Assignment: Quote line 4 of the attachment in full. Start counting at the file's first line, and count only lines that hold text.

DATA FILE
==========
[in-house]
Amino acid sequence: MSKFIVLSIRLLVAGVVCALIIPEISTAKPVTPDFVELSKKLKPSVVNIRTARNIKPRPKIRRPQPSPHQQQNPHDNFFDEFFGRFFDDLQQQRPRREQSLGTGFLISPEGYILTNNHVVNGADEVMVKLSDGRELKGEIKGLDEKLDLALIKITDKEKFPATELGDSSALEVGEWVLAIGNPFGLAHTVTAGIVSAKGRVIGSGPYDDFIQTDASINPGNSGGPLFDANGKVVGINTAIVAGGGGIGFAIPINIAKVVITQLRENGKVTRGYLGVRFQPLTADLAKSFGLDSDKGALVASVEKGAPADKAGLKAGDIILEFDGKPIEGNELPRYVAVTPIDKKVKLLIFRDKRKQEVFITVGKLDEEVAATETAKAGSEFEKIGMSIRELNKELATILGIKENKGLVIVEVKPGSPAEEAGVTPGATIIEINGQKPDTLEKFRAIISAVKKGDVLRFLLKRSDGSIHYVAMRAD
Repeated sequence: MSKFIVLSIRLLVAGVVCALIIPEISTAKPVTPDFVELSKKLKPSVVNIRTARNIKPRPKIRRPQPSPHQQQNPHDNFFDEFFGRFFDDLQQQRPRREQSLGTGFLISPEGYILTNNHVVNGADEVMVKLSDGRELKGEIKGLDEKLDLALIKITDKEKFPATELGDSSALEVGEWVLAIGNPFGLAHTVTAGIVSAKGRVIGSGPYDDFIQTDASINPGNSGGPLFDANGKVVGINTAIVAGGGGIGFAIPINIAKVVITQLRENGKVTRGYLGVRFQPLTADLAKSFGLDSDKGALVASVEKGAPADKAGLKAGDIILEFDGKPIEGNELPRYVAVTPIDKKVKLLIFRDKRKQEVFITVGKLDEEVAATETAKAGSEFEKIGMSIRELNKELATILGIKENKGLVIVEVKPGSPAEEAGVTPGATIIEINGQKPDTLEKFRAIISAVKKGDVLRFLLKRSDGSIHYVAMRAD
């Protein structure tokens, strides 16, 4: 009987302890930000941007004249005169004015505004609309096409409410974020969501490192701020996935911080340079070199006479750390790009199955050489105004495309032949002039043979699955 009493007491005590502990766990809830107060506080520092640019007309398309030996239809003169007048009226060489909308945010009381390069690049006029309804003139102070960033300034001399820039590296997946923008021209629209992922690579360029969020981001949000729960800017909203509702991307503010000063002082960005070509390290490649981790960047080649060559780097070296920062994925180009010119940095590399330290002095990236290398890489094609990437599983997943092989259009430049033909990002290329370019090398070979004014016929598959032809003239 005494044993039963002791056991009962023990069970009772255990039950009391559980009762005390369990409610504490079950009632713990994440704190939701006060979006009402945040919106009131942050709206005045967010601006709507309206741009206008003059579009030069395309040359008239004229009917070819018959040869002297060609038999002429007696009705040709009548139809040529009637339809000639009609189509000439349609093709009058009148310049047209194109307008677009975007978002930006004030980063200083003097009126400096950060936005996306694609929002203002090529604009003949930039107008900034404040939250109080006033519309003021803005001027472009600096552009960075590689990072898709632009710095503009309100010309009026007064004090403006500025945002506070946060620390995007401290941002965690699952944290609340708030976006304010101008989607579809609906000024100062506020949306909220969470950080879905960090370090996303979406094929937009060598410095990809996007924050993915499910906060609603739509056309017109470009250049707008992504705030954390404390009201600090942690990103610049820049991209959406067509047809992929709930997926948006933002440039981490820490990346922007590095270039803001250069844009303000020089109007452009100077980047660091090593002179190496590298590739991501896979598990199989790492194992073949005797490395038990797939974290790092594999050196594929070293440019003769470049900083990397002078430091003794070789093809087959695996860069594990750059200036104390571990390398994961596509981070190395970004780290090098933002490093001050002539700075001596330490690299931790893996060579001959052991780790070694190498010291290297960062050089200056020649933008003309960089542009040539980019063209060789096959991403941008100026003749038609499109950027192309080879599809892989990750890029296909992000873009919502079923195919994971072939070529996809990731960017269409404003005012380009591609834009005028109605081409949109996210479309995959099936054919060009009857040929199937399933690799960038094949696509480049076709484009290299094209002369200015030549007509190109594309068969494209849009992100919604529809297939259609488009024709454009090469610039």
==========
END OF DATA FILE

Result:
């Protein structure tokens, strides 16, 4: 009987302890930000941007004249005169004015505004609309096409409410974020969501490192701020996935911080340079070199006479750390790009199955050489105004495309032949002039043979699955 009493007491005590502990766990809830107060506080520092640019007309398309030996239809003169007048009226060489909308945010009381390069690049006029309804003139102070960033300034001399820039590296997946923008021209629209992922690579360029969020981001949000729960800017909203509702991307503010000063002082960005070509390290490649981790960047080649060559780097070296920062994925180009010119940095590399330290002095990236290398890489094609990437599983997943092989259009430049033909990002290329370019090398070979004014016929598959032809003239 005494044993039963002791056991009962023990069970009772255990039950009391559980009762005390369990409610504490079950009632713990994440704190939701006060979006009402945040919106009131942050709206005045967010601006709507309206741009206008003059579009030069395309040359008239004229009917070819018959040869002297060609038999002429007696009705040709009548139809040529009637339809000639009609189509000439349609093709009058009148310049047209194109307008677009975007978002930006004030980063200083003097009126400096950060936005996306694609929002203002090529604009003949930039107008900034404040939250109080006033519309003021803005001027472009600096552009960075590689990072898709632009710095503009309100010309009026007064004090403006500025945002506070946060620390995007401290941002965690699952944290609340708030976006304010101008989607579809609906000024100062506020949306909220969470950080879905960090370090996303979406094929937009060598410095990809996007924050993915499910906060609603739509056309017109470009250049707008992504705030954390404390009201600090942690990103610049820049991209959406067509047809992929709930997926948006933002440039981490820490990346922007590095270039803001250069844009303000020089109007452009100077980047660091090593002179190496590298590739991501896979598990199989790492194992073949005797490395038990797939974290790092594999050196594929070293440019003769470049900083990397002078430091003794070789093809087959695996860069594990750059200036104390571990390398994961596509981070190395970004780290090098933002490093001050002539700075001596330490690299931790893996060579001959052991780790070694190498010291290297960062050089200056020649933008003309960089542009040539980019063209060789096959991403941008100026003749038609499109950027192309080879599809892989990750890029296909992000873009919502079923195919994971072939070529996809990731960017269409404003005012380009591609834009005028109605081409949109996210479309995959099936054919060009009857040929199937399933690799960038094949696509480049076709484009290299094209002369200015030549007509190109594309068969494209849009992100919604529809297939259609488009024709454009090469610039």